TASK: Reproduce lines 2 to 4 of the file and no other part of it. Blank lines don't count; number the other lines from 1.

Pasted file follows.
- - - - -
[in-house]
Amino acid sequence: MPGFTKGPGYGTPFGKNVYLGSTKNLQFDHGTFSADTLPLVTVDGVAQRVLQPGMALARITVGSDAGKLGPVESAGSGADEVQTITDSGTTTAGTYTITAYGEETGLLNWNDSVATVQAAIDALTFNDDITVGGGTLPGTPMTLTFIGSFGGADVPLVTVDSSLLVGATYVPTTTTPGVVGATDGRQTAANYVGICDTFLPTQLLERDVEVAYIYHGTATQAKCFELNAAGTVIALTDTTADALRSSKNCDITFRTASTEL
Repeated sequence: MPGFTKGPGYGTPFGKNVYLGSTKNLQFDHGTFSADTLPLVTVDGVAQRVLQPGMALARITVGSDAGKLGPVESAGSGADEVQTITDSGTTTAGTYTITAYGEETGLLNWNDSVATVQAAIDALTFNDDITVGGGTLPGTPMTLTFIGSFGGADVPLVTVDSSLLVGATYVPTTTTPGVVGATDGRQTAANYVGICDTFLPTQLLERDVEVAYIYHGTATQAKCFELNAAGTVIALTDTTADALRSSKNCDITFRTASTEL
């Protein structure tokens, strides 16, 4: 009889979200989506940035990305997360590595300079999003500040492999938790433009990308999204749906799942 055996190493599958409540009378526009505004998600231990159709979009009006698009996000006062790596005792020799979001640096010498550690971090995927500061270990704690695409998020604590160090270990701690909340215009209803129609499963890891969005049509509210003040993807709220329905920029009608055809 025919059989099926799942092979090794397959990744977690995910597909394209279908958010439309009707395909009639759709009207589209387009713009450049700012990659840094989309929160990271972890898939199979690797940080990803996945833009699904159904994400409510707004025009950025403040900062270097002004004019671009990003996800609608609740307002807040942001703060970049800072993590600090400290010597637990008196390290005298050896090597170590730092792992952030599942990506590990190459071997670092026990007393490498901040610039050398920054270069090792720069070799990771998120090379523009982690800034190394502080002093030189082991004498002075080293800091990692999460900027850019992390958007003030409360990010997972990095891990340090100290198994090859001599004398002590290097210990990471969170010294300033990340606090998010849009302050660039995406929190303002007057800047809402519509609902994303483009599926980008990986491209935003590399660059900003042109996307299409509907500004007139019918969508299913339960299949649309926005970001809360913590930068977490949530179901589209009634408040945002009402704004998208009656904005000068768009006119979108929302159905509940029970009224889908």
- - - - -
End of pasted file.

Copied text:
Amino acid sequence: MPGFTKGPGYGTPFGKNVYLGSTKNLQFDHGTFSADTLPLVTVDGVAQRVLQPGMALARITVGSDAGKLGPVESAGSGADEVQTITDSGTTTAGTYTITAYGEETGLLNWNDSVATVQAAIDALTFNDDITVGGGTLPGTPMTLTFIGSFGGADVPLVTVDSSLLVGATYVPTTTTPGVVGATDGRQTAANYVGICDTFLPTQLLERDVEVAYIYHGTATQAKCFELNAAGTVIALTDTTADALRSSKNCDITFRTASTEL
Repeated sequence: MPGFTKGPGYGTPFGKNVYLGSTKNLQFDHGTFSADTLPLVTVDGVAQRVLQPGMALARITVGSDAGKLGPVESAGSGADEVQTITDSGTTTAGTYTITAYGEETGLLNWNDSVATVQAAIDALTFNDDITVGGGTLPGTPMTLTFIGSFGGADVPLVTVDSSLLVGATYVPTTTTPGVVGATDGRQTAANYVGICDTFLPTQLLERDVEVAYIYHGTATQAKCFELNAAGTVIALTDTTADALRSSKNCDITFRTASTEL
């Protein structure tokens, strides 16, 4: 009889979200989506940035990305997360590595300079999003500040492999938790433009990308999204749906799942 055996190493599958409540009378526009505004998600231990159709979009009006698009996000006062790596005792020799979001640096010498550690971090995927500061270990704690695409998020604590160090270990701690909340215009209803129609499963890891969005049509509210003040993807709220329905920029009608055809 025919059989099926799942092979090794397959990744977690995910597909394209279908958010439309009707395909009639759709009207589209387009713009450049700012990659840094989309929160990271972890898939199979690797940080990803996945833009699904159904994400409510707004025009950025403040900062270097002004004019671009990003996800609608609740307002807040942001703060970049800072993590600090400290010597637990008196390290005298050896090597170590730092792992952030599942990506590990190459071997670092026990007393490498901040610039050398920054270069090792720069070799990771998120090379523009982690800034190394502080002093030189082991004498002075080293800091990692999460900027850019992390958007003030409360990010997972990095891990340090100290198994090859001599004398002590290097210990990471969170010294300033990340606090998010849009302050660039995406929190303002007057800047809402519509609902994303483009599926980008990986491209935003590399660059900003042109996307299409509907500004007139019918969508299913339960299949649309926005970001809360913590930068977490949530179901589209009634408040945002009402704004998208009656904005000068768009006119979108929302159905509940029970009224889908």